Scan of a lion sculpture

Digital 3D archiving and cataloguing

Photogrammetry and the construction of virtual 3D models makes digitally cataloguing and archiving artefacts quick and easy in a way not previously possible; it allows us to bring the models to you.

This digital approach is important for a range of reasons including preservation, education and importantly accessibility; where once researchers and the public would need to come in person and could only see what was on display in the museum, virtual technology allows access to a wider range of objects and examining these objects can be done remotely.

These digital representations can be manipulated in much the same way as a physical object and are an important snapshot of the artefacts life, which we find whets the appetite and encourages people to come and visit the Garstang in person.

Preserving heritage, increasing access

Our online reference libraries of artefacts serve many purposes to different people. They are an interactive experience for the public; an educational resource for students and schools; and a research database for enthusiasts and academics. Should anything happen they will hopefully survive into the future in a digital form (an important consideration with the fires in the National Museum of Brazil in Rio de Janeiro and also those in the cathedral of Notre-Dame).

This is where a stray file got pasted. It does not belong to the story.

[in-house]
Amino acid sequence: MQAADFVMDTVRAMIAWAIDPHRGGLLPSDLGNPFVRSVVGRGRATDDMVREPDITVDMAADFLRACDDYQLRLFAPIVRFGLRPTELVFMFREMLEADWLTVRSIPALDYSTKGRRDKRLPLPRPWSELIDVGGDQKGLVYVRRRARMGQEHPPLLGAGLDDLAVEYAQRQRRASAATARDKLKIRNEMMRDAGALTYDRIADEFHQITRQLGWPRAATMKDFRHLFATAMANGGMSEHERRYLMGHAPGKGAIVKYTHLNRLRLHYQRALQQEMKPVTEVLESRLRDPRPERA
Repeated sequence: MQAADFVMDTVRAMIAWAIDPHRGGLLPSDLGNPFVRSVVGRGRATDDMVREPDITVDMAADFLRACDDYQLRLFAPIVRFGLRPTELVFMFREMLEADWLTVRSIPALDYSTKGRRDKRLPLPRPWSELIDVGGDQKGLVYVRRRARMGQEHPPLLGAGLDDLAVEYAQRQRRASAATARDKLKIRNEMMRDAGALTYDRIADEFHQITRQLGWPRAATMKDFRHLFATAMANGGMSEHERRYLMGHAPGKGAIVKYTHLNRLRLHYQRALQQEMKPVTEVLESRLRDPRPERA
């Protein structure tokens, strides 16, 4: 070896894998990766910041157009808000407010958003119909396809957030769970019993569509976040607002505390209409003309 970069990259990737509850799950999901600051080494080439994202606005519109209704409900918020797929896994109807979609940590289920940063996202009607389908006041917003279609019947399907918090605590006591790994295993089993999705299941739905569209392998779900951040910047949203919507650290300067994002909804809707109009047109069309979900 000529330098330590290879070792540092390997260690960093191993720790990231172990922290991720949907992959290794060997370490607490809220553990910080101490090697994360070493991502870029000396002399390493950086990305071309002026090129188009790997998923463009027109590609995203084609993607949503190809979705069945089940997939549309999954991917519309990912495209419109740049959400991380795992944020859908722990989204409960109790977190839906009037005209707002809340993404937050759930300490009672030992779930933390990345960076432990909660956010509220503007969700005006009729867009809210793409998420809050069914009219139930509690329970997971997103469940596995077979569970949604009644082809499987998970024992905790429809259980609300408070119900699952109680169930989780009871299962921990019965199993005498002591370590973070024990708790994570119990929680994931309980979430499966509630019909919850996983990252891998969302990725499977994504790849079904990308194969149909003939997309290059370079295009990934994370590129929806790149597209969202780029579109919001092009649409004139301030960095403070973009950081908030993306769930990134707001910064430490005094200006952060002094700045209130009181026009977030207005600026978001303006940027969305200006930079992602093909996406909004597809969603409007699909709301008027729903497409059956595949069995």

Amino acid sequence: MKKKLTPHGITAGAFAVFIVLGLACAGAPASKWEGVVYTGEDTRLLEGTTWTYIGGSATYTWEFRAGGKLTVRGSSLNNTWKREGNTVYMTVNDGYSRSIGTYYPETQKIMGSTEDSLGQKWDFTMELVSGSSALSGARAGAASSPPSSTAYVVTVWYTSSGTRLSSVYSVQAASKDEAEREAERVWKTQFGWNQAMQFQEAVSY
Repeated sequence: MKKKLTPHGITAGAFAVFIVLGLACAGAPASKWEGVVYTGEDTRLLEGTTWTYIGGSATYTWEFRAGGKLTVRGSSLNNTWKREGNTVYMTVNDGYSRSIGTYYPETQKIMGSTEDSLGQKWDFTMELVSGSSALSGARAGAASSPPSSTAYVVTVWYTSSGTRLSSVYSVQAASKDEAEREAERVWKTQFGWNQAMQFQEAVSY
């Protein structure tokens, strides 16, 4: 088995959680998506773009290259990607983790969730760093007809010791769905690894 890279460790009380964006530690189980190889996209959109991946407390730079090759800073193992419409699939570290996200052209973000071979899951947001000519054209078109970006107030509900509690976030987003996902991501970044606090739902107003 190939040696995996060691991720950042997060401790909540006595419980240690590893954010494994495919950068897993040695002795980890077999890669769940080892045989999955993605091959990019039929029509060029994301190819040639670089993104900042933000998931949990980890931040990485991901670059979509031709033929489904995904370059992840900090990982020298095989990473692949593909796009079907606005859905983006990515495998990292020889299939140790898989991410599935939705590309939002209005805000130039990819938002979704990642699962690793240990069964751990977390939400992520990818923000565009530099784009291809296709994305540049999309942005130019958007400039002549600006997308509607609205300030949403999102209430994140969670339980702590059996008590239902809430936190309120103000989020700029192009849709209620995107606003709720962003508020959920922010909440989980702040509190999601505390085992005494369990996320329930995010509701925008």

Looking to the future, the Garstang and the photogrammetry team are pioneering digital virtual loans among museums and virtual 3D teaching innovations. With the use of augmented reality apps (think Pokemon Go!) we’re bringing objects to our exhibits that otherwise wouldn’t be possible and sending out our objects and projects around the world. This in turn promotes a widespread understanding of photogrammetry, as well as the artefacts and their place of origin.

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